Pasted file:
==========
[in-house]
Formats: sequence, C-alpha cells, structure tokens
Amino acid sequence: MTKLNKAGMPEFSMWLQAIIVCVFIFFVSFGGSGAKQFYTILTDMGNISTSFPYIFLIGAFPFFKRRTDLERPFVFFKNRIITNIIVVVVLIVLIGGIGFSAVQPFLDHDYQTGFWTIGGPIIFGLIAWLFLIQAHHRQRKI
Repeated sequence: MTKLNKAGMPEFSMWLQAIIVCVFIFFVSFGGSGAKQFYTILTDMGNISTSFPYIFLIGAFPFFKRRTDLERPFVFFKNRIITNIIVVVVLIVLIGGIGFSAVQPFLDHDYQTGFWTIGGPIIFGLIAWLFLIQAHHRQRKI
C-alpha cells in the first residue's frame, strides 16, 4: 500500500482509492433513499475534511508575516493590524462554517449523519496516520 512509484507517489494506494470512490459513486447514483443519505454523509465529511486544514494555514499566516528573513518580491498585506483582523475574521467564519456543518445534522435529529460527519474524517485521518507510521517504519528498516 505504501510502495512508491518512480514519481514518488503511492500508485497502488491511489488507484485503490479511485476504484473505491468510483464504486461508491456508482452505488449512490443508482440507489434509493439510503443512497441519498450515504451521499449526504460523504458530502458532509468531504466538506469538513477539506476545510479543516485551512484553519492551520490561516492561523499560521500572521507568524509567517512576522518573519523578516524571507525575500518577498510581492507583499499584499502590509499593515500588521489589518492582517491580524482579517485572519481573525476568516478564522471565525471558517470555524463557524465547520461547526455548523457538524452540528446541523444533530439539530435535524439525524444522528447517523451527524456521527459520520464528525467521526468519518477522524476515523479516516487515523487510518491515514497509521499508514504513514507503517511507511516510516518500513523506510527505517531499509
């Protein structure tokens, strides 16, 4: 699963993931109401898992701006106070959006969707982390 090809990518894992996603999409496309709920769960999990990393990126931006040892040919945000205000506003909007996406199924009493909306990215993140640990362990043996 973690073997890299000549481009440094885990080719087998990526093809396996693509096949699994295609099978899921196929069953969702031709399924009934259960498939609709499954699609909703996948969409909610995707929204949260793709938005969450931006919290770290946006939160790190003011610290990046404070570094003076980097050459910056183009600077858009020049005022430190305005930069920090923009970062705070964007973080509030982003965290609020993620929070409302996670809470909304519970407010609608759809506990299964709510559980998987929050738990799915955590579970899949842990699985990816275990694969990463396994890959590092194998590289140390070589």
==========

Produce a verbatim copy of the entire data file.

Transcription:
[in-house]
Formats: sequence, C-alpha cells, structure tokens
Amino acid sequence: MTKLNKAGMPEFSMWLQAIIVCVFIFFVSFGGSGAKQFYTILTDMGNISTSFPYIFLIGAFPFFKRRTDLERPFVFFKNRIITNIIVVVVLIVLIGGIGFSAVQPFLDHDYQTGFWTIGGPIIFGLIAWLFLIQAHHRQRKI
Repeated sequence: MTKLNKAGMPEFSMWLQAIIVCVFIFFVSFGGSGAKQFYTILTDMGNISTSFPYIFLIGAFPFFKRRTDLERPFVFFKNRIITNIIVVVVLIVLIGGIGFSAVQPFLDHDYQTGFWTIGGPIIFGLIAWLFLIQAHHRQRKI
C-alpha cells in the first residue's frame, strides 16, 4: 500500500482509492433513499475534511508575516493590524462554517449523519496516520 512509484507517489494506494470512490459513486447514483443519505454523509465529511486544514494555514499566516528573513518580491498585506483582523475574521467564519456543518445534522435529529460527519474524517485521518507510521517504519528498516 505504501510502495512508491518512480514519481514518488503511492500508485497502488491511489488507484485503490479511485476504484473505491468510483464504486461508491456508482452505488449512490443508482440507489434509493439510503443512497441519498450515504451521499449526504460523504458530502458532509468531504466538506469538513477539506476545510479543516485551512484553519492551520490561516492561523499560521500572521507568524509567517512576522518573519523578516524571507525575500518577498510581492507583499499584499502590509499593515500588521489589518492582517491580524482579517485572519481573525476568516478564522471565525471558517470555524463557524465547520461547526455548523457538524452540528446541523444533530439539530435535524439525524444522528447517523451527524456521527459520520464528525467521526468519518477522524476515523479516516487515523487510518491515514497509521499508514504513514507503517511507511516510516518500513523506510527505517531499509
């Protein structure tokens, strides 16, 4: 699963993931109401898992701006106070959006969707982390 090809990518894992996603999409496309709920769960999990990393990126931006040892040919945000205000506003909007996406199924009493909306990215993140640990362990043996 973690073997890299000549481009440094885990080719087998990526093809396996693509096949699994295609099978899921196929069953969702031709399924009934259960498939609709499954699609909703996948969409909610995707929204949260793709938005969450931006919290770290946006939160790190003011610290990046404070570094003076980097050459910056183009600077858009020049005022430190305005930069920090923009970062705070964007973080509030982003965290609020993620929070409302996670809470909304519970407010609608759809506990299964709510559980998987929050738990799915955590579970899949842990699985990816275990694969990463396994890959590092194998590289140390070589």